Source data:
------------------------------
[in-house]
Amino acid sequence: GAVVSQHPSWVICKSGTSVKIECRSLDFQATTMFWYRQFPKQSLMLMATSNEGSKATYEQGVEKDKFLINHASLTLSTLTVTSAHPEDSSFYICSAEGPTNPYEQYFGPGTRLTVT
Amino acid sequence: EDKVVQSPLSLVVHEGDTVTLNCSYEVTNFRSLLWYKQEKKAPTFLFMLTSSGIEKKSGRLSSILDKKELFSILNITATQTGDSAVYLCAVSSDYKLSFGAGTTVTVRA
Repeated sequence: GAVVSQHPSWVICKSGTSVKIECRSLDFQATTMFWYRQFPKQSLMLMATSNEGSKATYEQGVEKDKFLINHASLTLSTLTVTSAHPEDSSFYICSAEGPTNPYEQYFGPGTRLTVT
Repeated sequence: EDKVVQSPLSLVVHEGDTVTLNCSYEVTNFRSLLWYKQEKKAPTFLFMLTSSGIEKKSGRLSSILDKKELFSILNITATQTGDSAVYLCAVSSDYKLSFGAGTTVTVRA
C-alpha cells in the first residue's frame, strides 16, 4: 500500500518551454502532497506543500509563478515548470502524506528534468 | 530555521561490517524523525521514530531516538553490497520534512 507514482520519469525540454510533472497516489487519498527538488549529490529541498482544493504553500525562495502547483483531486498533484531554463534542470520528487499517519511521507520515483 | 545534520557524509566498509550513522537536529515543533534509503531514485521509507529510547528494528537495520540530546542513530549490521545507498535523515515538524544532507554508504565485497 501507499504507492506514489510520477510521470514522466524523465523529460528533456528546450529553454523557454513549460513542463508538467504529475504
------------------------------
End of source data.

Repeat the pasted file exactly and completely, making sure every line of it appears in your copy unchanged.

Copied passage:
[in-house]
Amino acid sequence: GAVVSQHPSWVICKSGTSVKIECRSLDFQATTMFWYRQFPKQSLMLMATSNEGSKATYEQGVEKDKFLINHASLTLSTLTVTSAHPEDSSFYICSAEGPTNPYEQYFGPGTRLTVT
Amino acid sequence: EDKVVQSPLSLVVHEGDTVTLNCSYEVTNFRSLLWYKQEKKAPTFLFMLTSSGIEKKSGRLSSILDKKELFSILNITATQTGDSAVYLCAVSSDYKLSFGAGTTVTVRA
Repeated sequence: GAVVSQHPSWVICKSGTSVKIECRSLDFQATTMFWYRQFPKQSLMLMATSNEGSKATYEQGVEKDKFLINHASLTLSTLTVTSAHPEDSSFYICSAEGPTNPYEQYFGPGTRLTVT
Repeated sequence: EDKVVQSPLSLVVHEGDTVTLNCSYEVTNFRSLLWYKQEKKAPTFLFMLTSSGIEKKSGRLSSILDKKELFSILNITATQTGDSAVYLCAVSSDYKLSFGAGTTVTVRA
C-alpha cells in the first residue's frame, strides 16, 4: 500500500518551454502532497506543500509563478515548470502524506528534468 | 530555521561490517524523525521514530531516538553490497520534512 507514482520519469525540454510533472497516489487519498527538488549529490529541498482544493504553500525562495502547483483531486498533484531554463534542470520528487499517519511521507520515483 | 545534520557524509566498509550513522537536529515543533534509503531514485521509507529510547528494528537495520540530546542513530549490521545507498535523515515538524544532507554508504565485497 501507499504507492506514489510520477510521470514522466524523465523529460528533456528546450529553454523557454513549460513542463508538467504529475504